Music is full of gestures: an action or sound that is going somewhere.
We will explore and learn how we can use them in our own compositions.
What Is a Gesture?
Gestures go from point A to point B. These might be up, down, left, right, quiet, loud, around in a loop, etc. or any combination of these.
The basic point is that they begin somewhere and end somewhere else.
Defining a Gesture
Gesture in sound is difficult to define because it comes from all aspects of sound (a bit like timbre/sound quality). It can be found within traditional pitch-based music, or even in individual sounds themselves.
A single sound might be a gesture.
This is a single gestural sound.
OR it might be made up of a number of sounds.
This glugging sound contains a number of individual ‘glug’ gestures, but each glug is also part of a larger ‘glugging’ gesture.
Gestures might also occur within a single sound, for example, as a swell.
This sound is made up of many small grains, but the gesture is in the overall shape of the sound, as it fades in and then back out again.
Gesture and Dance
It might be useful to think about gesture in terms of movement, such as within dance. When people dance they react to the music, physically moving their body. When they move, they are responding to the sound gestures within the music. Often this will be the pulsating gestural rhythm of the bass or drums, but might also be the melody.
Gesture in the Voice
We also use gestures within our voice to communicate. If we listen to a language that we don’t understand, we can sometimes still work out how the speaker is feeling (and perhaps even some of their message) by listening out for the gestures in their voice.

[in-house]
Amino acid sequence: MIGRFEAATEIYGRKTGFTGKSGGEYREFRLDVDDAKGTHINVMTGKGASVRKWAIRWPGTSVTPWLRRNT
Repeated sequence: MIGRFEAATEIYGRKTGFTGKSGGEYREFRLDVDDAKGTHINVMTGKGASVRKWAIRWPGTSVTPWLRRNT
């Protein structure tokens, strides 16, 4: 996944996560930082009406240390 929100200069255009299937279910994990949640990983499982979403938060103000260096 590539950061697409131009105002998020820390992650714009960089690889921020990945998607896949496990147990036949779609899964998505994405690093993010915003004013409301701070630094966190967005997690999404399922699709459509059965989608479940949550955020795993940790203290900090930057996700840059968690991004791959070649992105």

Take a simple statement: ‘I love puppies’.
Everyone will read this out loud in a different way; it is even possible for the same person to read it in many different ways. The way in which the statement is spoken might even change the meaning.
Experiment with saying the above statement (‘I love puppies’) in as many different ways as you can. Try to identify what particular properties of the spoken statement affect the way that it sounds, and whether these affect how the phrase is understood.
You can change the pitch, speed and phrasing to create new gestures. Try starting at a high pitch and ending low, OR starting at a low pitch and ending high.
For example, if the statement is read fast and in a high pitched voice it is likely to be interpreted positively, as someone who really does love puppies.
But, if it is read slowly and at a low pitch it is likely to be interpreted negatively, as if by someone who sounds strange and scary and perhapsdoesn’t like dogs at all!
If the statement ends at a higher pitch than it begins, it can sound more like a question. While if it drops in pitch it can sound more like a statement of fact.
If you have not done so already, try these out.
Gestures in Sounds
Sounds themselves can be gestural. Often, the gesture within the sound is related directly to the way in which it is performed. For example, hitting a cymbal hard will produce a different sound compared to lightly tapping it.
Practice with creating sounds can help us to listen out for, and recognise, gestures within sounds.
Select actions from the following list which you can perform. Experiment with the way that you are able to perform the actions, and listen to the sound gestures that are created. Which are the most impressive gestures? Are some sounds more textural than gestural?
How can you change the way that you create the sounds in order to modify the gesture? Think about trying different speeds, different sizes and changing the volume.
Present your selection of actions to others, and explain to them how the sound gestures that you created are connected to the way in which you perform them.
Full List of Actions
- Tear off
- Fall down
- Touch lightly
- Drum fingers
Gestures might be thought of as the opposite of textures.
Denis Smalley described how gestures enhance the impression of time passing.
So, if you want to give the impression of forward motion within a composition, then you could try to use many gestural sounds.
DENIS SMALLEY (1997). Spectromorphology: explaining sound-shapes. Organised Sound, 2, pp. 107-126.